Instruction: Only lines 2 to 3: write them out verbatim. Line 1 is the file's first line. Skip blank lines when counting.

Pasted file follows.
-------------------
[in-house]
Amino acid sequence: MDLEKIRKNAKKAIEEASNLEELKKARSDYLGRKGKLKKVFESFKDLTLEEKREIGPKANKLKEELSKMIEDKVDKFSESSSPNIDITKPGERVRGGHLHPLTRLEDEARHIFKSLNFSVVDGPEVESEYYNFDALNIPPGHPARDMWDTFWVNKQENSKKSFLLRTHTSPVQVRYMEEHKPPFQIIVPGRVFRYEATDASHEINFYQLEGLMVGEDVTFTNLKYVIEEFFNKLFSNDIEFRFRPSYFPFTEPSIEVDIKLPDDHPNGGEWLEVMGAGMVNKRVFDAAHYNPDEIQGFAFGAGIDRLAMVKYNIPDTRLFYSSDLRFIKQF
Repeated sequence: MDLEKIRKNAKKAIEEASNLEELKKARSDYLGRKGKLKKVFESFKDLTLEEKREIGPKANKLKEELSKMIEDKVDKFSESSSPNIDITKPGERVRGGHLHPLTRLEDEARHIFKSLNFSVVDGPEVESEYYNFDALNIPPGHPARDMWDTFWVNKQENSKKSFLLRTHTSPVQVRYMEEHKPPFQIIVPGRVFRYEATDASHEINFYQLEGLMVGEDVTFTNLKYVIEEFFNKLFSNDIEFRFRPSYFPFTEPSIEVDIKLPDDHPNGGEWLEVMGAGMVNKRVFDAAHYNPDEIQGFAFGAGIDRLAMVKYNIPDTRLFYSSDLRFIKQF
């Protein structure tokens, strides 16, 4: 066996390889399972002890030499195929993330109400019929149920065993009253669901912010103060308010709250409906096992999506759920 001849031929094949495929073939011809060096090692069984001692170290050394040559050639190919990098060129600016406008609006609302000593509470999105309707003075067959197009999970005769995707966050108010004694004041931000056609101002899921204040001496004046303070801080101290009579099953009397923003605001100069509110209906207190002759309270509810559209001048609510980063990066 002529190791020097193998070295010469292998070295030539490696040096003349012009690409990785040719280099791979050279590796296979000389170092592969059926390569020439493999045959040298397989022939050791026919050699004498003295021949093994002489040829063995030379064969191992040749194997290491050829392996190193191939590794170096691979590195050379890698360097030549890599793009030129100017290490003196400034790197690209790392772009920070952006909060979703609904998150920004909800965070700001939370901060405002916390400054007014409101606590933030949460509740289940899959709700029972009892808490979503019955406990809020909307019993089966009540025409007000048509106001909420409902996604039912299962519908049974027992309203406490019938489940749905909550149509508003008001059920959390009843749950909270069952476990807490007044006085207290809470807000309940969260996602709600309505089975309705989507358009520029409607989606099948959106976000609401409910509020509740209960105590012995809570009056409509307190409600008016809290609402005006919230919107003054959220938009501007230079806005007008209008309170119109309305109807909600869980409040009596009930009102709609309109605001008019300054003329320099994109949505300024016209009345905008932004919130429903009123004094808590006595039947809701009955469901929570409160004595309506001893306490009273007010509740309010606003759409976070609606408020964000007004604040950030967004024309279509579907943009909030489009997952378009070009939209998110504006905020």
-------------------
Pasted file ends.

Amino acid sequence: MDLEKIRKNAKKAIEEASNLEELKKARSDYLGRKGKLKKVFESFKDLTLEEKREIGPKANKLKEELSKMIEDKVDKFSESSSPNIDITKPGERVRGGHLHPLTRLEDEARHIFKSLNFSVVDGPEVESEYYNFDALNIPPGHPARDMWDTFWVNKQENSKKSFLLRTHTSPVQVRYMEEHKPPFQIIVPGRVFRYEATDASHEINFYQLEGLMVGEDVTFTNLKYVIEEFFNKLFSNDIEFRFRPSYFPFTEPSIEVDIKLPDDHPNGGEWLEVMGAGMVNKRVFDAAHYNPDEIQGFAFGAGIDRLAMVKYNIPDTRLFYSSDLRFIKQF
Repeated sequence: MDLEKIRKNAKKAIEEASNLEELKKARSDYLGRKGKLKKVFESFKDLTLEEKREIGPKANKLKEELSKMIEDKVDKFSESSSPNIDITKPGERVRGGHLHPLTRLEDEARHIFKSLNFSVVDGPEVESEYYNFDALNIPPGHPARDMWDTFWVNKQENSKKSFLLRTHTSPVQVRYMEEHKPPFQIIVPGRVFRYEATDASHEINFYQLEGLMVGEDVTFTNLKYVIEEFFNKLFSNDIEFRFRPSYFPFTEPSIEVDIKLPDDHPNGGEWLEVMGAGMVNKRVFDAAHYNPDEIQGFAFGAGIDRLAMVKYNIPDTRLFYSSDLRFIKQF